Delegate Name: Peter Schrier
Special Political Committee
Central African Republic
Saginaw Arts and Sciences Academy
The conflict in the Central African Republic is placed alongside the Israel-Palestine crisis because they are equally dire and seemingly hopeless to the citizens of countries directly involved. While the Israel and Palestine situation is far more publicized, the civil war in the Central African Republic is just as worthy of discussion. The C.A.R. is experiencing attacks against its feeble system of democracy. In an attempt for the rebellion troops of the country to gain power, they are keeping vital items such as food and medicine from the citizens of the C.A.R. While the fact that the C.A.R. is of the poorest and hungriest countries in the world, with the absolute lowest life expectancy of any country in the world, and has seemingly absolute zero semblance of a stable government to help their citizens is obviously the most important and prescient issue, what is on the horizon is almost as worrying. How can the C.A.R. be helped?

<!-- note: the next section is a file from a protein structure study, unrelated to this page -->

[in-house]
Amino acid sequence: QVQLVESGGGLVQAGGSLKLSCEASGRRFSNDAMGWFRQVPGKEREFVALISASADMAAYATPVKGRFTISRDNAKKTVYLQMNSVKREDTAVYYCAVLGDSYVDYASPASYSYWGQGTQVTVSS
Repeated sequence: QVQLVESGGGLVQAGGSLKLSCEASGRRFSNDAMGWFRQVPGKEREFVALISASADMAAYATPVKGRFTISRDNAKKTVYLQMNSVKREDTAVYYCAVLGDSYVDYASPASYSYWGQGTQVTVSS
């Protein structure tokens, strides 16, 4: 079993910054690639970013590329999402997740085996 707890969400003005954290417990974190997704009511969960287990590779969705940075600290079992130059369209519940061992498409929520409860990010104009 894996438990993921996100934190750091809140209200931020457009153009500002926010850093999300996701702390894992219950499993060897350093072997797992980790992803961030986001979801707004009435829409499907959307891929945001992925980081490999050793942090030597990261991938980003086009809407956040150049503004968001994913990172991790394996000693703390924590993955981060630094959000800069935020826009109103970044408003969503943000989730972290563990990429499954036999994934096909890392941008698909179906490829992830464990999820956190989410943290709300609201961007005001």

Brazil has done an extremely large amount of peacekeeping and humanitarian work in poorer and less stable countries similar to the C.A.R. There were Brazilian troops in Haiti for more than a decade, helping Haiti form a democracy and help them through their devastating earthquake in 2010. Based on the knowledge of their Haitian peacekeeping operations, Brazil would likely be willing to get involved with the C.A.R.’s conflicts in a positive way. While things could possibly be different due to current Brazilian president, Jair Bolsonaro’s frequent breaking of Brazilian precedent, it would be more than likely than Brazil would help out.
Brazil should first and foremost help in getting the country fed and healthy. Obviously Brazil cannot do this alone, so it will need help from other countries in terms of money. Then, we should figure out how we can all come together to end the civil war and form a democracy in the C.A.R., ideally not just through extreme brute through force.